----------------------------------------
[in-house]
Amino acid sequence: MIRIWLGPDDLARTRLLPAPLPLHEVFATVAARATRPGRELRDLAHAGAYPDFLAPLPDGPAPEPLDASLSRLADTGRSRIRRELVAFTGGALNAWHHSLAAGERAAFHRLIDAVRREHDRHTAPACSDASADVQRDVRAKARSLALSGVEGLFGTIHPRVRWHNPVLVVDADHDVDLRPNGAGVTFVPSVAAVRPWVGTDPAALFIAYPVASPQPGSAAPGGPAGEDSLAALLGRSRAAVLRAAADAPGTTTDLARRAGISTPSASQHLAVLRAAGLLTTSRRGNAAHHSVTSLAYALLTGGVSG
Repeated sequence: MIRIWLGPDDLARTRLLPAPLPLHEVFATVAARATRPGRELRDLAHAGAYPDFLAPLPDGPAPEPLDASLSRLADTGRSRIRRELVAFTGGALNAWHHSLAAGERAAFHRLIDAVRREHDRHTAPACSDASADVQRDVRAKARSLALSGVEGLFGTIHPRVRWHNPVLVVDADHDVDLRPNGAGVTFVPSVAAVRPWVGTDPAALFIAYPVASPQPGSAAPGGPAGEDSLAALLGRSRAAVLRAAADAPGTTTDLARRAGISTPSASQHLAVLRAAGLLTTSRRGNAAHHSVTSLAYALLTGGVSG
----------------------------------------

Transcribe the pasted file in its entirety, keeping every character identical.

[in-house]
Amino acid sequence: MIRIWLGPDDLARTRLLPAPLPLHEVFATVAARATRPGRELRDLAHAGAYPDFLAPLPDGPAPEPLDASLSRLADTGRSRIRRELVAFTGGALNAWHHSLAAGERAAFHRLIDAVRREHDRHTAPACSDASADVQRDVRAKARSLALSGVEGLFGTIHPRVRWHNPVLVVDADHDVDLRPNGAGVTFVPSVAAVRPWVGTDPAALFIAYPVASPQPGSAAPGGPAGEDSLAALLGRSRAAVLRAAADAPGTTTDLARRAGISTPSASQHLAVLRAAGLLTTSRRGNAAHHSVTSLAYALLTGGVSG
Repeated sequence: MIRIWLGPDDLARTRLLPAPLPLHEVFATVAARATRPGRELRDLAHAGAYPDFLAPLPDGPAPEPLDASLSRLADTGRSRIRRELVAFTGGALNAWHHSLAAGERAAFHRLIDAVRREHDRHTAPACSDASADVQRDVRAKARSLALSGVEGLFGTIHPRVRWHNPVLVVDADHDVDLRPNGAGVTFVPSVAAVRPWVGTDPAALFIAYPVASPQPGSAAPGGPAGEDSLAALLGRSRAAVLRAAADAPGTTTDLARRAGISTPSASQHLAVLRAAGLLTTSRRGNAAHHSVTSLAYALLTGGVSG